The bullying of academics follows a pattern of horrendous, Orwellian elimination rituals, often hidden from the public. Despite the anti-bullying policies (often token), bullying is rife across campuses, and the victims (targets) often pay a heavy price.
"Nothing strengthens authority as much as silence." Leonardo da Vinci - "All that is necessary for evil to succeed is that good men [or good women] do nothing." -- Edmund Burke
October 17, 2020
Wayne’s world: How universities are crushing academics
...Depending on how determined a university might be to scale the research ladder, it could go as far as recruiting an entire suite of research “superstars” from overseas on a part-time basis, fly them in occasionally to Australian shores, maybe for a few weeks to give a masterclass or workshop, and then just as quickly fly them back out again to their respective home campuses. These “fly in/fly out” professors would, in return, hand over their bulky CV’s to their Australian hosts, who would put these towards the goal of climbing up the ERA ladder, in the hope of one day reaching the highest rung — the stratospheric “well above world standard” (whatever that means).
...The teaching-research nexus is further undermined when those who are charged with teaching duties are saddled with increasingly heavier teaching loads each year, so as to help fund the activities of the full-time researchers and the institutes that house them. As a result, a lecturer’s capacity for original research and to remain up-to-date in their field is weakened, and students do not get the benefit of the kind of expertise that should be part of ahighereducation.
A further consequence concerns the ways in which research is controlled and circumscribed, where the attempt to ascend the league tables or attract greater funds or citations increases the pressure towards hyper-specialisation and publication in a narrow band of outlets (usually obscure journals with ridiculously low acceptance rates).
A tragic case in point is Stefan Grimm, Professor of Toxicology at Imperial College London, who had, by any reasonable measure, established a highly productive track-record over two decades in his field of research. Despite this, he was told he would, effectively, be fired if he did not bring in an “attributable share” of £200,000 per year in research funding. In September 2014 he killed himself, at the age of 51. In an email circulated to his colleagues shortly before his death, he wrote about his university’s managers: “What these guys don’t know is that they destroy lives. Well, they certainly destroyed mine.” ...Among the countless, painfully familiar comments on blogs and op-eds, I came across the following from an anonymous academic: “Here I am — I’ve ‘made it’ — and all I feel is resentment, burnout, and bitterness towards the university and the system.” Another, after going year in, year out, from contract to contract and campus to campus, eventually acknowledges: “I’m done, I can’t do this anymore. It’s not me; it’s the system. The system is broken. I am not a failure; the system failed me.”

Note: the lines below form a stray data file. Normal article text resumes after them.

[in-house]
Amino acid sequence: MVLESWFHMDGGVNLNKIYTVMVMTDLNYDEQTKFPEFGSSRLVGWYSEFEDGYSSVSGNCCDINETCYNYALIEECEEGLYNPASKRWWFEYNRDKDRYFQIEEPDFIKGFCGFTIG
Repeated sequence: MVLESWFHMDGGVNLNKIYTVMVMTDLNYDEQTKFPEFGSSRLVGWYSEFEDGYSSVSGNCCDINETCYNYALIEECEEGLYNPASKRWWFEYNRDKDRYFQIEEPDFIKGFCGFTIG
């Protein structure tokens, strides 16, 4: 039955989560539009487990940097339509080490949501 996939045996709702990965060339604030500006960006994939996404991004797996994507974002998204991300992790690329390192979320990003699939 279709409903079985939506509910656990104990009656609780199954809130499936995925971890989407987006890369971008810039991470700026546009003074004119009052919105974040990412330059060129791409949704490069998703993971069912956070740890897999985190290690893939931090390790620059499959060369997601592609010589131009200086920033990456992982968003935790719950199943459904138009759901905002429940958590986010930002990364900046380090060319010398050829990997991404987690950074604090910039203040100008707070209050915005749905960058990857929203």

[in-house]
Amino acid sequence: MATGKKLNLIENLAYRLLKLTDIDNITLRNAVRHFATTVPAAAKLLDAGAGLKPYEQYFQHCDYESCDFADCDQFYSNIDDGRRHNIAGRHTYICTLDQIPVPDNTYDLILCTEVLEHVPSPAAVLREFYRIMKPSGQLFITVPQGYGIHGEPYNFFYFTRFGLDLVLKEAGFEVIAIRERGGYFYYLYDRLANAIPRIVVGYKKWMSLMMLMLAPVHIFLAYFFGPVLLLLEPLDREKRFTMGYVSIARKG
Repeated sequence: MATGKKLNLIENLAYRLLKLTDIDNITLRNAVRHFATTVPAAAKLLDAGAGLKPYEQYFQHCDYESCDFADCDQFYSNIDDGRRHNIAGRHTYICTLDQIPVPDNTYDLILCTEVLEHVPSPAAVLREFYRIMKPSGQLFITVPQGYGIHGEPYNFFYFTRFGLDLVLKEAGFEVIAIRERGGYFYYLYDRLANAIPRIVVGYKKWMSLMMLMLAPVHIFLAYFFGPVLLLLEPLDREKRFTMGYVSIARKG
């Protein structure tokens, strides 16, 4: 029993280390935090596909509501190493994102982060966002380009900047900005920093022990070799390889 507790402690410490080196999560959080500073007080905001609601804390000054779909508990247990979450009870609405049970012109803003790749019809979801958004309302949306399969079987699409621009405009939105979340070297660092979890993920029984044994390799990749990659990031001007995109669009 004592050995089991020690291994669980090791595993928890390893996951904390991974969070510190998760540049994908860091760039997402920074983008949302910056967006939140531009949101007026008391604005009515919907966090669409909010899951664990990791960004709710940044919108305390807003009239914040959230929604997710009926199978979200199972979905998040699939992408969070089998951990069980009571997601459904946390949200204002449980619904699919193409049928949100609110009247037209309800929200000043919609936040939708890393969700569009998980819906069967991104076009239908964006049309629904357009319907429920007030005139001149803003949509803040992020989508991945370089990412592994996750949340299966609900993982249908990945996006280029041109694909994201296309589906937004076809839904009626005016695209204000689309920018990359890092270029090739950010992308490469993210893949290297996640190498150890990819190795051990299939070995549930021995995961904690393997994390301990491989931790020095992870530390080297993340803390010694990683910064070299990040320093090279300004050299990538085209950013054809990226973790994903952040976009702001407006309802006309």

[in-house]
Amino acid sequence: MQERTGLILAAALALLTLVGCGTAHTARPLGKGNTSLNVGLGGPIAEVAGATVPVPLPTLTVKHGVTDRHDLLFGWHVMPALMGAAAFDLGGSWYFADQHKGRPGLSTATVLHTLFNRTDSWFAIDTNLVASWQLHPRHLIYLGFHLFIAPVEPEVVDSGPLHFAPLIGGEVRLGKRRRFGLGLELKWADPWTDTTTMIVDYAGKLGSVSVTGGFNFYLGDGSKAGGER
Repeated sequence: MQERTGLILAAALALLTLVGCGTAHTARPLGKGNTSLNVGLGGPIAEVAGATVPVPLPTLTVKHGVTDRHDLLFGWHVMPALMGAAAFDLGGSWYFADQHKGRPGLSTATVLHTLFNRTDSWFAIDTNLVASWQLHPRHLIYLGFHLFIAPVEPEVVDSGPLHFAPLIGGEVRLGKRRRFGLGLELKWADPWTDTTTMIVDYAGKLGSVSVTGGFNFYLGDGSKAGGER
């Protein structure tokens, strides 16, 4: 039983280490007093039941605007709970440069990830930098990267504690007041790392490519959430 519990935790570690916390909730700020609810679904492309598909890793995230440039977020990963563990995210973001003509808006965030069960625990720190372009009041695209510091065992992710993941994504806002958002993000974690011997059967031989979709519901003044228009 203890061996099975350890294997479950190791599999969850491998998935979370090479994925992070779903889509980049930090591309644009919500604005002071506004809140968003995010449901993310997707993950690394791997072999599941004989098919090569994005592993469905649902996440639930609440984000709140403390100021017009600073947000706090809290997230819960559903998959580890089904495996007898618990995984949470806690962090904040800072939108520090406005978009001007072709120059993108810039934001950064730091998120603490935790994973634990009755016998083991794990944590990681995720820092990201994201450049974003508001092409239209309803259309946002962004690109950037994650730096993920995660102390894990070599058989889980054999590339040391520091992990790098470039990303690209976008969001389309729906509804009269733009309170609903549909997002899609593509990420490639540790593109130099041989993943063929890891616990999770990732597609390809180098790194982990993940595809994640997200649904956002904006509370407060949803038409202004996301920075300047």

The grief and anger, however, gradually morph into contentment and joy as one moves beyond the academy, finding in the most unexpected places (even the corporate sector) what one was denied for so long: their voice and dignity, a sense of liberation, feeling valued and fulfilled, and an anxiety-free work-life balance to boot...
The movie version of Wayne’s World ends in disaster: having sold out to the corporate world, Wayne ends up being fired from the very show he helped create, losing his girlfriend, and even losing his house and his friend Garth to a fire. But, being Hollywood, the plot is revised in order to reveal the “true ending” where its characters are reconciled to one another and finally find love and success. The university sector in Australia has been in crisis for some time now — a condition that has been recently exacerbated by the loss of international revenue and the prospect of huge staff cuts due to the pandemic, as well as by government attacks on subjects like philosophy which do not produce “job-ready graduates” (or so federal education minister Dan Tehan says). But this also provides the university sector with a unique opportunity, if not its “last chance,” as it was recently put by Simon Cooper. To seek to justify the value of higher education by “spruiking the economic and technocratic achievements of the university is to learn nothing at all,” writes Cooper. A wholesale reconceptualisation of the nature and purpose of the university is required...